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Masters in Development Practice

“an interdisciplinary and constructivist program  to better identify and address the challenges of sustainable development”

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Established in 2009 following recommendations from the International Commission on Education for Sustainable Development Practice, the Global Masters in Development Practice (MDP) is a world-leading and uniquely innovative interdisciplinary graduate degree programme that blends health, natural, social, and management sciences--combined with cross-sectoral field training and professional local and international work-based placements to better understand  international development problems and best practices.

The Dublin MDP is a member of this global network of Master’s in Development Practice, headquartered at Columbia University, New York, linking with over 30 universities and hundreds of partner organisations worldwide.

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Is this course for me?

The two-year Masters in Development Practice encompasses an integrated theoretical and practical approach with multidisciplinary training in four “pillars”- health, natural, social, and management sciences. Eighteen core academic modules (link) provide rigorous training across the core pillars, complemented by masters level training in research design, methodology, and methods including training in leading edge quantitative, qualitative, and digital tools and techniques. The programme includes four work-based placements (link) which provide hands-on practical experience for students, both in International Development NGOs and International Intergovernmental Organisations. This programme aims to create a new generation of development practitioners with the skills to implement and manage comprehensive approaches to sustainable and efficient development.

The Dublin MDP degree led by the Trinity College Dublin (TCD) School of Natural Science and delivered by staff from all faculties across the university, in collaboration with leading scientific researchers, and national and international organisations with specialist skills. 

See more details on the main courses website

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Course Structure

Course Modules

The goal of the Dublin MDP is to produce rounded development practitioners with a deep understanding of scientific methods and techniques to reduce global poverty, in addition to extensive on-the-ground training in developing country contexts, and in international organizations. The course modules are categorized according to each of the Global MDP Program’s four pillars—health, natural, social, and management sciences. Some are categorized as cross-disciplinary, although the program as a whole emphasizes the interconnectedness between development issues in these four fields. The MDP is rooted in evidence that effective public policy must be based science-based. Course offerings include a blend of traditional class-room based modules and three internships including two international field training placements.

MDP Candidates develop specialist skills in

Year 1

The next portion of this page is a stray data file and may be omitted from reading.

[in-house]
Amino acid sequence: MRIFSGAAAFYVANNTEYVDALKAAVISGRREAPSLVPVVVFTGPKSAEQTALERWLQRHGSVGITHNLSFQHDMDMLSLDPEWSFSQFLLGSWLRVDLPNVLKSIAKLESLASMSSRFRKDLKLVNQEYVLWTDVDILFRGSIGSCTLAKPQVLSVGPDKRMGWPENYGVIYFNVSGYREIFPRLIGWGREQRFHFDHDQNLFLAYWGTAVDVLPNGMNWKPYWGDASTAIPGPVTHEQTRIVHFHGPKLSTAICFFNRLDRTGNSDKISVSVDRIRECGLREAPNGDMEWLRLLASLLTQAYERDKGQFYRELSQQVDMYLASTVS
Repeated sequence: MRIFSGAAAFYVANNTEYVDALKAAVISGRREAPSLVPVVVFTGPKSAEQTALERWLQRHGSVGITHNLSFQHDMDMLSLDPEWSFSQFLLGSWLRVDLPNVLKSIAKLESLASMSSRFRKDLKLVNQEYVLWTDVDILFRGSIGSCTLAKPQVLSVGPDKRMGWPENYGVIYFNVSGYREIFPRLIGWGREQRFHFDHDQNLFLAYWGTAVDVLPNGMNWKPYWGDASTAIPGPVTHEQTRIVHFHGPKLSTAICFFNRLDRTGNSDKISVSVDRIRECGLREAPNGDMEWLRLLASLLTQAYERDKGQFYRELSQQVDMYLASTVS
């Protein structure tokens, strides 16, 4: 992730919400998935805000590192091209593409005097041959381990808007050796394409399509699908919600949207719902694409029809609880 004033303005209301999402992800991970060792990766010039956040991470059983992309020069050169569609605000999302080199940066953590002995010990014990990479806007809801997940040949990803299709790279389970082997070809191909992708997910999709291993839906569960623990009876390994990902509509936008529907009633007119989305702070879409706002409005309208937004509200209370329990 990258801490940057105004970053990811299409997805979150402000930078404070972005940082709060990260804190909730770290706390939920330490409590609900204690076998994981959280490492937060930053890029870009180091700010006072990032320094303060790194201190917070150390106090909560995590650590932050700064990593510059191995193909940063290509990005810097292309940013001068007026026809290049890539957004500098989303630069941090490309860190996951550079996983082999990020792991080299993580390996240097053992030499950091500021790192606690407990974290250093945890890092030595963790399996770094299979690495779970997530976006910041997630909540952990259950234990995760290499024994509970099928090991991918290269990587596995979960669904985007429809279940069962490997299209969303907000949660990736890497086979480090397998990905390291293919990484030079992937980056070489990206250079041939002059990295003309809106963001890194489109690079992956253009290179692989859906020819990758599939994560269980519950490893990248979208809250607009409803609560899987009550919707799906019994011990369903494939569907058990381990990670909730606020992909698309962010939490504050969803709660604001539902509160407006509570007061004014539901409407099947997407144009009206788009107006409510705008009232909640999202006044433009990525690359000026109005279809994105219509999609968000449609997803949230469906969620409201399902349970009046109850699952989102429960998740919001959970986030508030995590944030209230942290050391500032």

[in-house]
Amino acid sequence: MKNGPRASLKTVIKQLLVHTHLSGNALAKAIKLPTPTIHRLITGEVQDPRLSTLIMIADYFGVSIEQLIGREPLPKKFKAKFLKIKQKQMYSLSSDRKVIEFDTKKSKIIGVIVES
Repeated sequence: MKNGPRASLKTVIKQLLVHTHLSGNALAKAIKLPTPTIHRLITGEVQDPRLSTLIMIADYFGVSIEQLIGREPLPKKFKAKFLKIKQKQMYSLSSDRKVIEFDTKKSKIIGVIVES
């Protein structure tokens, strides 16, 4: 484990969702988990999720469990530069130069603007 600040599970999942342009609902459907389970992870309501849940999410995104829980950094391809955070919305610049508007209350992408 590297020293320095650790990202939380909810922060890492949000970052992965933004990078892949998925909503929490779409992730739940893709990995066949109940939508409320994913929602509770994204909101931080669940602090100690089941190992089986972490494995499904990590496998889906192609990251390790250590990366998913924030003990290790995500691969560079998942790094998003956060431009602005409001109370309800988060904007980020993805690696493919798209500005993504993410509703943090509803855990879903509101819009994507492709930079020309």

Semester 1

MDP Global Classroom: Foundations of Sustainable Development Practice


Global Health


Economics & Policy Analysis I


Research Methods: Statistics & Econometrics


Research Methods: GIS

Semester 2

Irish NGO Placements


Economic & Policy Analysis II


Climate Change: Science, Development & Justice


Globalisation & African Development


Sustainable Agriculture & Land Use

  Qualitative Research Methods

Semester 3

Fieldwork 1


Year 2

Semester 1

Civil Engineering for Sustainable Development


Theories of Development


Politics of Conflict in Development Practice


Gender & Development


Development Economics

Semester 2

Smart Eco-Cities of the Future


Impact Measurement

Semester 3

Fieldwork 2


MDP Dissertation


Field Training Modules:

There are 4 field-based modules comprising international development fieldwork and work-based placements, locally and overseas. They constitute the core of the practical learning of the MDP programme, and will allow students to put into practice the knowledge acquired in coursework.

Year 1 - Irish NGO Placement
       Summer Placement

Year 2 - Summer Placement


Year 1:

  • Irish NGO Placement:

In the first year, students will work with local Non-Governmental Development Organisations (NGDOs). During the placement, students will work on identified issues of research concern to the partner development organisations based in Ireland. With some guidance by the organizations, students will work in groups to produce the desired project outcome.

Organisations with whom the MDP students have worked with in 2015 include:

  • Concern International
  • Development Perspectives
  • Dochas
  • Goal
  • Irish League of Credit Union Foundations
  • Meithal Mara
  • Oxfam
  • Trocaire
Field Work 1:

Between June and August, MDP students will have the opportunity to do a clinical field training in partnership with Non-Governmental Organizations, government entities, and multi-lateral donor partners.  This training programme includes opportunities to study, design, implement or evaluate diverse operational interventions that address critical development issues. The MDP is constantly expanding its lists of partners, to more universities, NGOs and governmental agencies around the world. In past years, the MDP Dublin has been able to send students to several countries of Africa and in South America, and is perpetually forging connections to create more choice for our students.